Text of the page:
Deadly drugs ending up in counterfeit pills; startling number found in Georgia

ATLANTA — The Georgia Bureau of Investigation said deadly and real drugs are ending up in counterfeit pills. The GBI crime lab is finding a startling number of the pills showing up across Georgia.

The GBI's lead drug chemist, Deneen Kilcrease, said the crime lab found Fulton, Gwinnett and Cobb counties have had high occurrences of counterfeit pills, but it is happening all over metro Atlanta and all over the state. The fakes are often more deadly than the real thing.

A mother told Channel 2 Action News she believes counterfeit Xanax caused her son's fatal overdose in 2016.

"I found him on the bathroom floor, like so many other mothers," Jennifer Hodge said of her son, Robbie.

The GBI said the state crime lab has identified 100 drug seizures in roughly the past year in which the pills turned out to be counterfeit.

"The logo and markings on the tablet would indicate one ingredient, and yet when we tested it in the crime lab, we found something completely different," Kilcrease said.


Kilcrease said often, the ingredients in the fakes are so much stronger than the real thing, they could kill you.

"In many of the pills, we found several different types of fentanyls, which as we know, are very deadly at very low doses," Kilcrease said.

Kilcrease said fake oxycodone pills seized in Madison, Georgia, contain Furanylfentanyl, and that case was among roughly 3,500 a pair of GBI interns reviewed to get a handle on how often counterfeits are turning up in Georgia.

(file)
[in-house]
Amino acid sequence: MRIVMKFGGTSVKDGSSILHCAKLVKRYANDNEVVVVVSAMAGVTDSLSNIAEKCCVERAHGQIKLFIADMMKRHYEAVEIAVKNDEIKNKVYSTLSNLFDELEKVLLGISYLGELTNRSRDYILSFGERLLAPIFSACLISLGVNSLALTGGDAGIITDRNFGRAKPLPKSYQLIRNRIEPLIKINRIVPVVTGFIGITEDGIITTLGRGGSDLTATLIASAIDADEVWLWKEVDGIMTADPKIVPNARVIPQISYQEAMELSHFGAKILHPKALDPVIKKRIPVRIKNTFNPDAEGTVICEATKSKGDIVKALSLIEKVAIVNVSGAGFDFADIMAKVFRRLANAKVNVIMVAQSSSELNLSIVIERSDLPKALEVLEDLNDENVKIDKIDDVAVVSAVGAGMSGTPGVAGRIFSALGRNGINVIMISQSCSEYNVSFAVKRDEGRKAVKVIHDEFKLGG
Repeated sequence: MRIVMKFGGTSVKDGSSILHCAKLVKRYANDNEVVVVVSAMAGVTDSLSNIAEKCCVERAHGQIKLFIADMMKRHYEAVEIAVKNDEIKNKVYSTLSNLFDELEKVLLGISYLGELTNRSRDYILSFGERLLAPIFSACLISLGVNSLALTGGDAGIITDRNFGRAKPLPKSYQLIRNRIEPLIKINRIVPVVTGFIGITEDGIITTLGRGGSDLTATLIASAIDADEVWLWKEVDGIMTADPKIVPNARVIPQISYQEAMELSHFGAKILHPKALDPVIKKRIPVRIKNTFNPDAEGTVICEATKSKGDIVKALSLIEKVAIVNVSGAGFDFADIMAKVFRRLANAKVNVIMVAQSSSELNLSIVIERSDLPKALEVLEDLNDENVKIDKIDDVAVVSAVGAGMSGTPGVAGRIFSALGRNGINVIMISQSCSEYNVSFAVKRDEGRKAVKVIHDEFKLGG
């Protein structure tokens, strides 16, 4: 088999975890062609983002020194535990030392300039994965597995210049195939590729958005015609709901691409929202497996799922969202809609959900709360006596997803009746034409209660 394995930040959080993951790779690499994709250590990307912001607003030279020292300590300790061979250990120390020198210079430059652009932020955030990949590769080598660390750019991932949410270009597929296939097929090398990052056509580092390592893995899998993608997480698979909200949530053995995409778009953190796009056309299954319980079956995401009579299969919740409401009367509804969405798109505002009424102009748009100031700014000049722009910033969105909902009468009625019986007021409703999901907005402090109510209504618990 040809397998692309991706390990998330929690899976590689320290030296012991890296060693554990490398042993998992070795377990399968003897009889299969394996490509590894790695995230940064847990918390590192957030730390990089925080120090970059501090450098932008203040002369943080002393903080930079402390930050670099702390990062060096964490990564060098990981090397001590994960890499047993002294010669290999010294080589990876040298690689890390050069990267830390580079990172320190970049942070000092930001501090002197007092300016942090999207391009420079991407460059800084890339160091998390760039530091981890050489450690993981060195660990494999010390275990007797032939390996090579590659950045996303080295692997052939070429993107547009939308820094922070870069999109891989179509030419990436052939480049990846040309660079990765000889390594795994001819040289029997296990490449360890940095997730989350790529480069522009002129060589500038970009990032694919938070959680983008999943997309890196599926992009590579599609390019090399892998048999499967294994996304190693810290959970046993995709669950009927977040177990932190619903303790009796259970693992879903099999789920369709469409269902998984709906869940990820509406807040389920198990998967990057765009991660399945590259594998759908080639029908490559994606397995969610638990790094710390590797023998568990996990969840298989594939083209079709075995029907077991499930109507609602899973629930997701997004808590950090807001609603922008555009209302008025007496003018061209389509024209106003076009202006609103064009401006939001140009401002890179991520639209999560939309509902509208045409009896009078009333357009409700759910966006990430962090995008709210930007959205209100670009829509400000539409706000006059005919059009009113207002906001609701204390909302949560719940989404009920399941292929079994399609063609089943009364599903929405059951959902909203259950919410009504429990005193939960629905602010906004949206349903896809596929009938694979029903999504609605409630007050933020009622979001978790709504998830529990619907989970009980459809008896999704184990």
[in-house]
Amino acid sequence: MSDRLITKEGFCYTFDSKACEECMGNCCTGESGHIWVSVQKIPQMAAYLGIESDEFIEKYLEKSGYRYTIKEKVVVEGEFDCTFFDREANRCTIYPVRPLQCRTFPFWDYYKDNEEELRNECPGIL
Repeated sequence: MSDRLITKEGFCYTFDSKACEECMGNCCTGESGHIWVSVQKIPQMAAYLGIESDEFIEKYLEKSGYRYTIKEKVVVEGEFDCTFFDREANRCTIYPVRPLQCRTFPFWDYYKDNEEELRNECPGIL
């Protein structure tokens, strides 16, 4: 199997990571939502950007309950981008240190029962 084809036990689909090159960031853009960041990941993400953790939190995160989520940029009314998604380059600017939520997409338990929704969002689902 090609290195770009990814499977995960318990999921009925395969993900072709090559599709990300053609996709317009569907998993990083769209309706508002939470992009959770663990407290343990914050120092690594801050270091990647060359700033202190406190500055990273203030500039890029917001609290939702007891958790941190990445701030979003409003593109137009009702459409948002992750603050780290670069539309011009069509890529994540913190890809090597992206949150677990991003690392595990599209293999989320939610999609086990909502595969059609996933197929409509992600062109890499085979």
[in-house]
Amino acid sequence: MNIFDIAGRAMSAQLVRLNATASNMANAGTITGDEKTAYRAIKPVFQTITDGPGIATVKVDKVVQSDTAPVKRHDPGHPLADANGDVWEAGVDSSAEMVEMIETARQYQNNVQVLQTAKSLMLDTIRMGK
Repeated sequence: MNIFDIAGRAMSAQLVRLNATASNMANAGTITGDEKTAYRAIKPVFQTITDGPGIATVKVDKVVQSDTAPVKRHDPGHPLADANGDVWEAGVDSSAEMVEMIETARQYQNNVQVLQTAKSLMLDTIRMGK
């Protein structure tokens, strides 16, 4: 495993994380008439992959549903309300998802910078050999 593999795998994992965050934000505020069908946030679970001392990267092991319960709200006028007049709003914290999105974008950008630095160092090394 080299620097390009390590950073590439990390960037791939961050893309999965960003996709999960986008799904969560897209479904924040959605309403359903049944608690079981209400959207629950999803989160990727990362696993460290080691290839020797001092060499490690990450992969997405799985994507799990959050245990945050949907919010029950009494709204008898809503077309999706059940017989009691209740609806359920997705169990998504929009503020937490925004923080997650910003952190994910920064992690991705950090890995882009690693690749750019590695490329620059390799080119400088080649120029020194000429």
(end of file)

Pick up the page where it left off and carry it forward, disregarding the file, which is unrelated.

GBI's Nelly Miles said Furanylfentanyl has already caused the deaths of many Georgians.

"Some of the fentanyls that we're seeing in these fake drugs include carfentanil," Miles said.

The drugs found in the pills also include Cyclopropylfentanyl, which is the same drug linked to an outbreak in middle Georgia last summer.

"I'm thankful that we're being honest and open and saying that we have a problem," Hodge said.

Hodge said her son may have known the pill he took was fake, but she'll never know for sure because he's no longer here.

Kilcrease said most of those who consume counterfeits don't know what they're taking.

"The bottom line is this: if you make a decision to buy a pill on the street, and you make a decision to take that pill, that decision may be your last," Kilcrease said.

Hodge is a real estate agent and started a nonprofit called Realty4Rehab where agents and home sellers team up to donate a portion of the commission to drug treatment.